Marine Officer
(Artist and Year painted is unknown)

     We have come to think of the British Marines as a royal unit, but the Marines did not receive that distinction until 1802, when they were praised highly for their courage and discipline by Admiral John Jervis, victor at Cape Vincent.

     Battalion soldiers wore a laced black cocked hat and looped with two white tassels.

Richard Livesay, Lt. George Belson, Corps of Marines, c. 1780, NAM
     The regimental Coat worn by the soldier of the battalion companies of British Marines was the standard madder red coat of the British infantry at the time. The facings of the coat were white along with the soldiers small clothes. Distinctive features of the uniform include a brass belt plate featuring an anchor, and coat buttons ornamented with the a fouled anchor motif. Marines also were one of the first units in British service to wear white cross belts to support their cartridge box and bayonet holder.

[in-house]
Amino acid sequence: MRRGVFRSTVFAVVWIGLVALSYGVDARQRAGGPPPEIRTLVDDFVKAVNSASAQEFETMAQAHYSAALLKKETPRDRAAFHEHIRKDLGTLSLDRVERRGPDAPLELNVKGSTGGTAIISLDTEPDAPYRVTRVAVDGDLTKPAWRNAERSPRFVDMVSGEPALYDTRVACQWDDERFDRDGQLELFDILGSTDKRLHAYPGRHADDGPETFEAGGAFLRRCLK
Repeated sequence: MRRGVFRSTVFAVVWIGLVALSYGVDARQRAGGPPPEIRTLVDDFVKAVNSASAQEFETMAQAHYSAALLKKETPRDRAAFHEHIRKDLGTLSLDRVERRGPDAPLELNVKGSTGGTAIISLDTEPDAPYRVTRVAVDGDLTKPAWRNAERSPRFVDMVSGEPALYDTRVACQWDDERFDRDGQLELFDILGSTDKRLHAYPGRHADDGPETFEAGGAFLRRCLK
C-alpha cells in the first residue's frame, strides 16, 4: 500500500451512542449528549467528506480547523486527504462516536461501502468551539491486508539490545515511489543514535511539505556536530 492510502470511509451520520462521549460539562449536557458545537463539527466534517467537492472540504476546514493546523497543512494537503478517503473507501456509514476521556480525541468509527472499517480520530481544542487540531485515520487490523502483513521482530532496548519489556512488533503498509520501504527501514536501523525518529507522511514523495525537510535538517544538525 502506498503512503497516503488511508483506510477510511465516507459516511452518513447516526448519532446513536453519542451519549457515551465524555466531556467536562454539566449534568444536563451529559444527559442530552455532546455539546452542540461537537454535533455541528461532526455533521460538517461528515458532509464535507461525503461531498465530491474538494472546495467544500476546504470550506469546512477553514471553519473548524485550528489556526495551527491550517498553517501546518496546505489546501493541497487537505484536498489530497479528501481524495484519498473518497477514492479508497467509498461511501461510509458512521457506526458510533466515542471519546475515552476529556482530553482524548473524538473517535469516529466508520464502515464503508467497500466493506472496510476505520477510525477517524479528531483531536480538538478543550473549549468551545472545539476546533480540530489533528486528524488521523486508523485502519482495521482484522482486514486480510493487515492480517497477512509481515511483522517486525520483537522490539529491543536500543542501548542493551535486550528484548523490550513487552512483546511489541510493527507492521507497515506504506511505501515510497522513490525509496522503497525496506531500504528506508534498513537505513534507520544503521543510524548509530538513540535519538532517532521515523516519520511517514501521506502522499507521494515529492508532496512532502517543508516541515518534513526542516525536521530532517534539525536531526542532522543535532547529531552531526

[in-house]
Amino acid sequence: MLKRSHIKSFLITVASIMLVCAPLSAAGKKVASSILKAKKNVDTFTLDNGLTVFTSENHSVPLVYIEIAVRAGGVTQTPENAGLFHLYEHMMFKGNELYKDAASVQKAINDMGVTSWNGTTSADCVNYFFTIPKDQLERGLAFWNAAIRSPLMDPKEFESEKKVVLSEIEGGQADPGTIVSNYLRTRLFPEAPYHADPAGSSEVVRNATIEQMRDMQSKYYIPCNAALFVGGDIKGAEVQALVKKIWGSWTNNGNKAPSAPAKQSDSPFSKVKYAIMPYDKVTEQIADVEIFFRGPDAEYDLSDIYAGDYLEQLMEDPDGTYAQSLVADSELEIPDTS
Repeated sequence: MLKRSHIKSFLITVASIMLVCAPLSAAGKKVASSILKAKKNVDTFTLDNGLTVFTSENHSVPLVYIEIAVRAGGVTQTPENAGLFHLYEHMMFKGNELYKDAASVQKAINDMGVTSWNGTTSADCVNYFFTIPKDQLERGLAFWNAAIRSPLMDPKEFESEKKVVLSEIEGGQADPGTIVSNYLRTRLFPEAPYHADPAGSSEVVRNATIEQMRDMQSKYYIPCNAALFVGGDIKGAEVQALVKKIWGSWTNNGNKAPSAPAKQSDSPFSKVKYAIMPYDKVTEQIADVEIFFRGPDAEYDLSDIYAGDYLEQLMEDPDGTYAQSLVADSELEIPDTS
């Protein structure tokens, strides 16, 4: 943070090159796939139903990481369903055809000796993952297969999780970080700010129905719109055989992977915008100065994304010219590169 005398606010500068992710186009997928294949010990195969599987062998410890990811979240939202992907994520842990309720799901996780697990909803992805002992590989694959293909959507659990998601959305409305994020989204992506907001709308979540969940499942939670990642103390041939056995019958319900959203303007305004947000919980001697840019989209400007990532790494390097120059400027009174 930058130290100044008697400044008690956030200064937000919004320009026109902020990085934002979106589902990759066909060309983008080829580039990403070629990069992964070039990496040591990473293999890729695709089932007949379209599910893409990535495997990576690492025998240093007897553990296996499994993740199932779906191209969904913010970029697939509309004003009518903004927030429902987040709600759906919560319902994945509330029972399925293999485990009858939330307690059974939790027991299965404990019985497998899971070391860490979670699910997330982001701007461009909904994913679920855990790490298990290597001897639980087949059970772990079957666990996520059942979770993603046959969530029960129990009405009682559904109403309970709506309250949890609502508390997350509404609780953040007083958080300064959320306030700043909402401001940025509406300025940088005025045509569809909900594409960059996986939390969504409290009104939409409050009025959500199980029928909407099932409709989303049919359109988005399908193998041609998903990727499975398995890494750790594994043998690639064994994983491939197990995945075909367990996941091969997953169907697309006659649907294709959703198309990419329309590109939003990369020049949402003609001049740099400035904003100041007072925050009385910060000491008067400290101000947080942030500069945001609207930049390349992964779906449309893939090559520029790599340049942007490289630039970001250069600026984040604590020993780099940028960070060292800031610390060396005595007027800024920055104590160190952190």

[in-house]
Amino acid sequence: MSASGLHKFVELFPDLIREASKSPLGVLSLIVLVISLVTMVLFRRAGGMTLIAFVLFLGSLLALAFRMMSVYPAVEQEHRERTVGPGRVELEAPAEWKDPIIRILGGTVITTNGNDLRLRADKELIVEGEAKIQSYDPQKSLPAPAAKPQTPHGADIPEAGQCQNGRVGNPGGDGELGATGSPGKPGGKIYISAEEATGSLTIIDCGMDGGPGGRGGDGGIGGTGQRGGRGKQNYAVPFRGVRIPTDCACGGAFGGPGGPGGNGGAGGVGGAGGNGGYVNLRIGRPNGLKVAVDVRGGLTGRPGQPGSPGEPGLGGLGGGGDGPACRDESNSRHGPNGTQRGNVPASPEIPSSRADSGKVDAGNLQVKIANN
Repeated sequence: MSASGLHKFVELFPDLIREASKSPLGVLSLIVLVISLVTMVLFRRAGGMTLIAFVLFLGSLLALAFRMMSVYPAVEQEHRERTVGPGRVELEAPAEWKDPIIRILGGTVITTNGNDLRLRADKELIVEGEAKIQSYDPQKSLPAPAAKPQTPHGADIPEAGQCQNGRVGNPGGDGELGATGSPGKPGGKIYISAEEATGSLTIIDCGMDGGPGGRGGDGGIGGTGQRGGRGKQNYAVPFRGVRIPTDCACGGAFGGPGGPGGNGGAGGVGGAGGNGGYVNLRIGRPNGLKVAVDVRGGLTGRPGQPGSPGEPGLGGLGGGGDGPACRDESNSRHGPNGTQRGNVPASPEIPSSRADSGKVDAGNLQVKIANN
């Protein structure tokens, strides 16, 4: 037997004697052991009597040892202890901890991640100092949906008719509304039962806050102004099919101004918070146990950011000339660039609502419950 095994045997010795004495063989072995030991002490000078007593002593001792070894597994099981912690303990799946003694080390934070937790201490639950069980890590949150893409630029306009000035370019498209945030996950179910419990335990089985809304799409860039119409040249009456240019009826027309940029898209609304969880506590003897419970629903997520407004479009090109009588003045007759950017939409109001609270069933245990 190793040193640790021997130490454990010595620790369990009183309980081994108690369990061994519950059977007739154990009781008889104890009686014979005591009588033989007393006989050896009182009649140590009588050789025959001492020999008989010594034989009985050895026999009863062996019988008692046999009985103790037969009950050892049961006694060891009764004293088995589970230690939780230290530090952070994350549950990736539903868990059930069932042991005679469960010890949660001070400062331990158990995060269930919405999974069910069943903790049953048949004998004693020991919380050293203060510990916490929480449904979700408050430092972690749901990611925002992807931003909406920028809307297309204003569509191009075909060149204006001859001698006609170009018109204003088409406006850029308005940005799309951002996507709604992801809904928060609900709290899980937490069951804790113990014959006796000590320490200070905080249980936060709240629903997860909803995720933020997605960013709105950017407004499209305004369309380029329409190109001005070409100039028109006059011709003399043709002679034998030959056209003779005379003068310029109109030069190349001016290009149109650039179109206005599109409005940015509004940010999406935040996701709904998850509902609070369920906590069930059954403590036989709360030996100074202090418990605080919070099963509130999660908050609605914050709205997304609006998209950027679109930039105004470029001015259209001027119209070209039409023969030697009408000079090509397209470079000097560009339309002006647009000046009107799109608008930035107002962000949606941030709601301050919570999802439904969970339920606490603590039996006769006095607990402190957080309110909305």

Marine Lt. Squire, by Jonathan Singleton Copely
(Courtesy of the Royal Marines Museum)

     While at sea officers of Marines were recommended always to dress their men in ‘sea caps, jackets, and check shirts’ and to ‘take away and store their uniform coats hats and caps, also their white shirts, a pair of stockings, and a pair of shoes…’ by this means ‘the marine officer will be qualified to turn out a clean, well dressed guard for the reception of a superior officer, and when disembarking to do duty with land forces on short, they will be able to make a soldier like appearance.

Lieutenant George Dyer, by James Northcote, dated 1780
(Courtesy of the Royal Marines Museum)

1775 Marine Grenadier and Light Infantry Cap
(Courtesy of the Royal Marines Museum)